How to Set up a Closed Community Garden

How to Set up a Closed Community Garden

by Greg
(Hemet Ca. U.S.A.)

I currently work at a Homeless Shelter in Southern California and we have some unused land here. I would really like to start a project like this here to help feed our residents but where should I start?

I'm sure there are all kinds of Health and Safety issues and regulations. Any advice or suggestions would be greatly appreciated.

Thank You
Growing food for the homeless, by the homeless is a wonderful idea and worth pursuing. It will be a win-win situation. Not only will the residents be fed wholesome food, but they will finally feel as if they are making a positive contribution which will make a huge difference to them psychologically. Don't give up on this venture. It is well worth doing on so many different levels.

Visit your local authority and ask them about the by-laws governing such a venture. They will be able to guide you. Each town has different laws and regulations, so it is important that you find out, first hand, what is required.

Basically, you are setting up a closed community garden. But many of the by-laws will still pertain to those who operate a conventional community garden.

At the very least, you will have to set up a 3rd party insurance. Again, check with your local authorities to see what else they may require. As food is involved, there may be other by-laws.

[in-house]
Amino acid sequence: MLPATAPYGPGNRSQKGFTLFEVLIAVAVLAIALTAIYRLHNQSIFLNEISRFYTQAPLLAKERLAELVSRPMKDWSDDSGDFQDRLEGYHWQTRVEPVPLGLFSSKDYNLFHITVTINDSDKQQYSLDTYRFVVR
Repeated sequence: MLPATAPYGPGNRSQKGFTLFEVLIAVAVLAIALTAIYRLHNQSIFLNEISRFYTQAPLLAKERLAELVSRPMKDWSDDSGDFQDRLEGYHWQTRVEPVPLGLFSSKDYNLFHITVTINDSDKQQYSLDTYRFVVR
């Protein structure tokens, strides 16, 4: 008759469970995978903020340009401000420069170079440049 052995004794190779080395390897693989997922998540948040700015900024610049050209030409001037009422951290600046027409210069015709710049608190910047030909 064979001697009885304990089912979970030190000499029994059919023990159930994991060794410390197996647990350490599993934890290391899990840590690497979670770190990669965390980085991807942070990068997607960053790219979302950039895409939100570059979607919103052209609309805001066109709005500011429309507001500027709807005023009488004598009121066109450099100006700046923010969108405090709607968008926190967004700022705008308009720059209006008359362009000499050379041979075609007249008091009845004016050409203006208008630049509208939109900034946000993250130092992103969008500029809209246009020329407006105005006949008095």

On the positive side, you could also get sponsorship for this venture by getting local nurseries to donate seeds, compost, plants, tools etc. Churches could also be involved in raising money for this cause either through targeted fundraising, or direct sponsorship.

You could also raise money by selling off a few inches of soil for a few dollars as a form of sponsorship.

You will need to have some structure to this community garden venture. In other words, draw up the aims of the garden, who the members will be, what they can and cannot do, and who is in charge. By doing this you will have fewer disputes or infringements. People will the boundaries within which to work, and there should be total clarity in what the purpose is behind the venture.

Think about setting up a farmers market for any excess produce, or canning/freezing anything left over for leaner months.

Good luck with your venture, and keep us updated on your progress.


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